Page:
• ABT (Anybody but Trump). Self-explanatory.
  • Close enough to Bernie to get me off the couch
  • I love the Clintons, especially Bill. Now he’s no. 2. Good enough.
  • She’ll continue my [fill in name of free Gov’t handout program here.]
  • She’ll expand my/invent new [fill in name of free Gov’t handout program here.]

Trump is a little less known. To those who know him a bit, he’s either the imperfect-but-better-than-that-lying-felon-Hillary candidate or he’s the totally unqualified, loose cannon buffoon masquerading as a presidential candidate in what is undoubtedly the greatest practical joke ever perpetrated on the American public.

But there remains a not unsubstantial persuadable group of voters who have yet to decide. The “Casually Attentives,” as I call them.

However, even the Casually Attentives have a solid opinion of Hillary. They’re either for her or agin’ her. They know her. They don’t need to “learn more” about her.

At this point, most of the CAs either think Trump’s a total dope or they just haven’t yet paid that much attention to come to a truly solid opinion... because, after all, they’re the Casually Attentives.

A very strong logical case can be made that a somewhat larger swath of CAs is potentially persuadable over to the Trump camp than the Hillary camp. A late July Ohio poll shows each candidate with 44%, despite Clinton having already run numerous anti-Trump ads in Ohio, outspending him by a 10:1 margin. Trump hasn’t yet begun to run any significant general election anti-Clinton ads. It’s amazing that Clinton is no better than tied with Trump in Ohio.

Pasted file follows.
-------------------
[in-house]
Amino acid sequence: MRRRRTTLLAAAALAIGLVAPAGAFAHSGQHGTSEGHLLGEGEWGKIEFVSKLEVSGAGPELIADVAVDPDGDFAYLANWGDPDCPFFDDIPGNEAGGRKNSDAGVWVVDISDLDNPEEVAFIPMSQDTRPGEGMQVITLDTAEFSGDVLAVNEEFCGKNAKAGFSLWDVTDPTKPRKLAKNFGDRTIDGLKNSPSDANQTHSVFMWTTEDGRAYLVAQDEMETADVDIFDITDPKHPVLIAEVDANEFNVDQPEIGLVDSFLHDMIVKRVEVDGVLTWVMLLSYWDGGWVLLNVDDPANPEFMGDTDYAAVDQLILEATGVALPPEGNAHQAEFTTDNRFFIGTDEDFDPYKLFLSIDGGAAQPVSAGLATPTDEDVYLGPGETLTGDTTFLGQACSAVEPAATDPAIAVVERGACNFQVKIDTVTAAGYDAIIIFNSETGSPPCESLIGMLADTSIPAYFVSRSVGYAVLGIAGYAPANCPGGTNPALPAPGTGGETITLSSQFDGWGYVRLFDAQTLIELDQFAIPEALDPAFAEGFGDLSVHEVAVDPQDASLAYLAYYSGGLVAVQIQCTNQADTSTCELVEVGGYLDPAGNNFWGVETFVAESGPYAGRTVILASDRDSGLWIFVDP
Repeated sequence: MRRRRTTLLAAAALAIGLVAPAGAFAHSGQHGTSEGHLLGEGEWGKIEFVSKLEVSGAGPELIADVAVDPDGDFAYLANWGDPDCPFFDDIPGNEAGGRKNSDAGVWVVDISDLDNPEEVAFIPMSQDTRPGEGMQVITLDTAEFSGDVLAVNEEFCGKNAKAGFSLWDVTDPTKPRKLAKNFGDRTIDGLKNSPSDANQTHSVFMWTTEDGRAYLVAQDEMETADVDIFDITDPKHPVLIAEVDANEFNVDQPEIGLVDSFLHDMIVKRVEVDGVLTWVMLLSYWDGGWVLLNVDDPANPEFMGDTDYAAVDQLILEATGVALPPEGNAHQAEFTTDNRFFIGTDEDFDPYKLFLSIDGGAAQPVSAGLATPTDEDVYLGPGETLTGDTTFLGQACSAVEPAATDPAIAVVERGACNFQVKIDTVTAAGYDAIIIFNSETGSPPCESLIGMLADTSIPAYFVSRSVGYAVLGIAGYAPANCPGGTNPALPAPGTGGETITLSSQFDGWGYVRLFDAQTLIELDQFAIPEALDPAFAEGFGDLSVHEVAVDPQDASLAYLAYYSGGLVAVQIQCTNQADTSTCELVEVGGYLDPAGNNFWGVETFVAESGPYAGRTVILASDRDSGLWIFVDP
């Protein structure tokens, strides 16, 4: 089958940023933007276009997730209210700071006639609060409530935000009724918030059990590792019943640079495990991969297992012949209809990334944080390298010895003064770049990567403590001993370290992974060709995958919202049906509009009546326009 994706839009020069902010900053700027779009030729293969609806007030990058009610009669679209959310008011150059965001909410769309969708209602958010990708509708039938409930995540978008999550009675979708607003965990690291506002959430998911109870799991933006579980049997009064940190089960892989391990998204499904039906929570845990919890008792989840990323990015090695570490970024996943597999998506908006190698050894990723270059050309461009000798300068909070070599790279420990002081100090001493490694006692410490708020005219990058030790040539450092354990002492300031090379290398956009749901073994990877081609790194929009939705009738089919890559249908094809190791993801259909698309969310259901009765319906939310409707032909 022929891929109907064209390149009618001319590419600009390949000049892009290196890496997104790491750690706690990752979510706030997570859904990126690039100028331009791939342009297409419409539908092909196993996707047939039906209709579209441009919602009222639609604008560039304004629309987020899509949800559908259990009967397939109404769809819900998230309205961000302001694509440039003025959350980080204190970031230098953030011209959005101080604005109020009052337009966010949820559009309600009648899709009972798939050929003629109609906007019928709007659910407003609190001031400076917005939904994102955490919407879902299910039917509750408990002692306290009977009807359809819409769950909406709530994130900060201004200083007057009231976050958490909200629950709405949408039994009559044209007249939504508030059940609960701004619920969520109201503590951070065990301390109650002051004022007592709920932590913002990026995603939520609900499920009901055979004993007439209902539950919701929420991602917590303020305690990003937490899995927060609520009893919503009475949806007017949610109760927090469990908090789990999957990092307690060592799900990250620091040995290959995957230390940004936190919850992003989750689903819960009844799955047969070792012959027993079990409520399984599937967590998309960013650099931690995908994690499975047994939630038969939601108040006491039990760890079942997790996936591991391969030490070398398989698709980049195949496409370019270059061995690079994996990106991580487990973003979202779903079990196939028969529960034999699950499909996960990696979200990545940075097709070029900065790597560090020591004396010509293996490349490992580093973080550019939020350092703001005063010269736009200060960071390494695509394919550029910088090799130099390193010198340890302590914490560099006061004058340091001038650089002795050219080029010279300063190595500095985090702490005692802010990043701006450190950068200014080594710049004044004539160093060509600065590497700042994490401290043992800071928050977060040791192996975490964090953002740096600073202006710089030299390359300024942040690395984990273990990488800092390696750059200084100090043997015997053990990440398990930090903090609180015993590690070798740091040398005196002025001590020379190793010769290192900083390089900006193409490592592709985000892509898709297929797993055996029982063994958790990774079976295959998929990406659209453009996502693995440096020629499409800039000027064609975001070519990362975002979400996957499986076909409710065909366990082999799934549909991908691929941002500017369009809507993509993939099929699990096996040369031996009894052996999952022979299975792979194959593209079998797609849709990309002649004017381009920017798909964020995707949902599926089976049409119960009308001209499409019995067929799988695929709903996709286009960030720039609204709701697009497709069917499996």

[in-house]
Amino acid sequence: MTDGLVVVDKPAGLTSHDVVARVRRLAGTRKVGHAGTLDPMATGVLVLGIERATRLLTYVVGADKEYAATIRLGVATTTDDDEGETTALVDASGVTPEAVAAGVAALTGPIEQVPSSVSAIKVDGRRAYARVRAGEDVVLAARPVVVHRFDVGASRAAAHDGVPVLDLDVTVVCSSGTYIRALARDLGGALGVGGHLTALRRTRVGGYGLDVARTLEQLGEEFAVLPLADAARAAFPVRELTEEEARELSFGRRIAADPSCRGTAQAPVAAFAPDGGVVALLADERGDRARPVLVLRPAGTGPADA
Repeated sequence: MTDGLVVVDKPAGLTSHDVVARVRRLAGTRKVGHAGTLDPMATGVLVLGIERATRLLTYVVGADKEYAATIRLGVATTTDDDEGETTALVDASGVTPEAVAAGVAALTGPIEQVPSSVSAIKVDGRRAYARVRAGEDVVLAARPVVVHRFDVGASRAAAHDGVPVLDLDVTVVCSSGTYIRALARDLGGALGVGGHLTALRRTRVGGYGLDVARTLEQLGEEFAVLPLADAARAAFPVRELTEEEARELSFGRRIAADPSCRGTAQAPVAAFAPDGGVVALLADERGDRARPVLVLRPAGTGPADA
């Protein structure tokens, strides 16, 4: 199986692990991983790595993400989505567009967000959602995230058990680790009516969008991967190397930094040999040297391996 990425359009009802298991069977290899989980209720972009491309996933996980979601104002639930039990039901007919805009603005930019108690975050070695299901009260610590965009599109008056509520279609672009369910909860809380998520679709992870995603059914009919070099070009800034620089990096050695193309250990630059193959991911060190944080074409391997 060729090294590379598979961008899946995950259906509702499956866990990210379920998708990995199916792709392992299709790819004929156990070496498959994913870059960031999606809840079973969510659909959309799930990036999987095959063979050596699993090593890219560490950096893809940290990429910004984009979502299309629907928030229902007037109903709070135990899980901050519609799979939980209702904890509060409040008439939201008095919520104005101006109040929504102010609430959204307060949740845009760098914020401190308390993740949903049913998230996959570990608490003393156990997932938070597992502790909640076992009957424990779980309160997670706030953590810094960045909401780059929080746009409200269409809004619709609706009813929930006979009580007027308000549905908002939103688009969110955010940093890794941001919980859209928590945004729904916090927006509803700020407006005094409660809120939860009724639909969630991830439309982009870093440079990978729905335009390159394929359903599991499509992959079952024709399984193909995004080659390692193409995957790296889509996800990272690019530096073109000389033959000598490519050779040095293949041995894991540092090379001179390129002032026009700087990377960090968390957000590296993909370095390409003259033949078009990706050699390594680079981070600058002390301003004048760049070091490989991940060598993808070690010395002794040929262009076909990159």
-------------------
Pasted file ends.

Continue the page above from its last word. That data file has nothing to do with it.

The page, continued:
Ohio, along with Florida, Pennsylvania, Virginia, and perhaps four or five others, are considered the real 2016 “battleground” states that will determine the election. General nationwide “who do you prefer” polls are meaningless, since the election is, of course, a state-by-state Electoral College contest.

That Trump is tied with Hillary in what is perhaps the most critical state of all, without having run any ads yet, is not a sign of strength for Clinton. As we said, her support is known and definable and not too likely to expand much beyond where it is. Trump has the greater potential to persuade the CAs.

My feeling is the debates will be telling. Clinton has the chance to expose Trump to be the rank amateur she feels he is, to show the world he’s a fraud, without the patience or inclination for deep analytical thought on matters of national import.

Trump has the opportunity to expose and highlight what he sees as her dishonest, reckless behavioural patterns, her unexplainable/inexcusable missteps on issues on the very highest level over a period of decades.

Both are no doubt hoping for that dramatic, unforgettable moment of stunned, open-mouthed unanswerabilty.

It could happen.

Like Foreman and Shavers, these are hard-hitting fighters who can’t take a shot in return, who can’t go the distance, who will wilt and fold under pressure, the likes of which they’ve never seen before. Ever.

A guaranteed debate knockout awaits.

A chilling prospect, no doubt, for supporters on both sides.